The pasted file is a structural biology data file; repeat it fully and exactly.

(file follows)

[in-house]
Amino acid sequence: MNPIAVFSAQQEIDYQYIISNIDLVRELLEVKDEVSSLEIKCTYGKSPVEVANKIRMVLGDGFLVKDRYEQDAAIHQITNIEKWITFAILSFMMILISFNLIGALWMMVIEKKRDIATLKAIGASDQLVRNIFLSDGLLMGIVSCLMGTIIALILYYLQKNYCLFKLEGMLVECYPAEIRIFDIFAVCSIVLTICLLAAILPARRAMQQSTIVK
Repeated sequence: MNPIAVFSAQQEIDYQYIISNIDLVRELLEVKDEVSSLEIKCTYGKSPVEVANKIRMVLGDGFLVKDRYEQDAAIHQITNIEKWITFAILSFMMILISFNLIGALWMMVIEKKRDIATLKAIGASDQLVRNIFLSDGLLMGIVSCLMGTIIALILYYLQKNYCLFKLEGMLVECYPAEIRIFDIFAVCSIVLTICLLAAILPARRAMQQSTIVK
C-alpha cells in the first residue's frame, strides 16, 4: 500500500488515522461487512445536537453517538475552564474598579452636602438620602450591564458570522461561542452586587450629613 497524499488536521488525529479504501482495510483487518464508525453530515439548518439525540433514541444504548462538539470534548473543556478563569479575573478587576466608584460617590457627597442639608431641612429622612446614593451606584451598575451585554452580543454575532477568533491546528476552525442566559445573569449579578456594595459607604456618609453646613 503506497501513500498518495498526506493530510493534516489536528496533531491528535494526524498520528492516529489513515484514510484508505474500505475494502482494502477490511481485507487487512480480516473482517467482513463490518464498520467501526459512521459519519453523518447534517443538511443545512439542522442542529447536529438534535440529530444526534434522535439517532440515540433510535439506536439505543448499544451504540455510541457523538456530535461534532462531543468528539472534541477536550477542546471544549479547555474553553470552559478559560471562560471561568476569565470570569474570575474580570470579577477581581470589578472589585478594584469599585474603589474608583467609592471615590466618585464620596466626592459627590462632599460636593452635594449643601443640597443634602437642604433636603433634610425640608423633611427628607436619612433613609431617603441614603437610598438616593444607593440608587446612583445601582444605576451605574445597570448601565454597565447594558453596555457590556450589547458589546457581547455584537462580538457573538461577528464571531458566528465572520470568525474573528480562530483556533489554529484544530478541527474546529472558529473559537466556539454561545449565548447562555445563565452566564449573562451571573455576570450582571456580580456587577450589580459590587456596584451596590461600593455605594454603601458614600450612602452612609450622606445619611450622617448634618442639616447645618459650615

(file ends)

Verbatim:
[in-house]
Amino acid sequence: MNPIAVFSAQQEIDYQYIISNIDLVRELLEVKDEVSSLEIKCTYGKSPVEVANKIRMVLGDGFLVKDRYEQDAAIHQITNIEKWITFAILSFMMILISFNLIGALWMMVIEKKRDIATLKAIGASDQLVRNIFLSDGLLMGIVSCLMGTIIALILYYLQKNYCLFKLEGMLVECYPAEIRIFDIFAVCSIVLTICLLAAILPARRAMQQSTIVK
Repeated sequence: MNPIAVFSAQQEIDYQYIISNIDLVRELLEVKDEVSSLEIKCTYGKSPVEVANKIRMVLGDGFLVKDRYEQDAAIHQITNIEKWITFAILSFMMILISFNLIGALWMMVIEKKRDIATLKAIGASDQLVRNIFLSDGLLMGIVSCLMGTIIALILYYLQKNYCLFKLEGMLVECYPAEIRIFDIFAVCSIVLTICLLAAILPARRAMQQSTIVK
C-alpha cells in the first residue's frame, strides 16, 4: 500500500488515522461487512445536537453517538475552564474598579452636602438620602450591564458570522461561542452586587450629613 497524499488536521488525529479504501482495510483487518464508525453530515439548518439525540433514541444504548462538539470534548473543556478563569479575573478587576466608584460617590457627597442639608431641612429622612446614593451606584451598575451585554452580543454575532477568533491546528476552525442566559445573569449579578456594595459607604456618609453646613 503506497501513500498518495498526506493530510493534516489536528496533531491528535494526524498520528492516529489513515484514510484508505474500505475494502482494502477490511481485507487487512480480516473482517467482513463490518464498520467501526459512521459519519453523518447534517443538511443545512439542522442542529447536529438534535440529530444526534434522535439517532440515540433510535439506536439505543448499544451504540455510541457523538456530535461534532462531543468528539472534541477536550477542546471544549479547555474553553470552559478559560471562560471561568476569565470570569474570575474580570470579577477581581470589578472589585478594584469599585474603589474608583467609592471615590466618585464620596466626592459627590462632599460636593452635594449643601443640597443634602437642604433636603433634610425640608423633611427628607436619612433613609431617603441614603437610598438616593444607593440608587446612583445601582444605576451605574445597570448601565454597565447594558453596555457590556450589547458589546457581547455584537462580538457573538461577528464571531458566528465572520470568525474573528480562530483556533489554529484544530478541527474546529472558529473559537466556539454561545449565548447562555445563565452566564449573562451571573455576570450582571456580580456587577450589580459590587456596584451596590461600593455605594454603601458614600450612602452612609450622606445619611450622617448634618442639616447645618459650615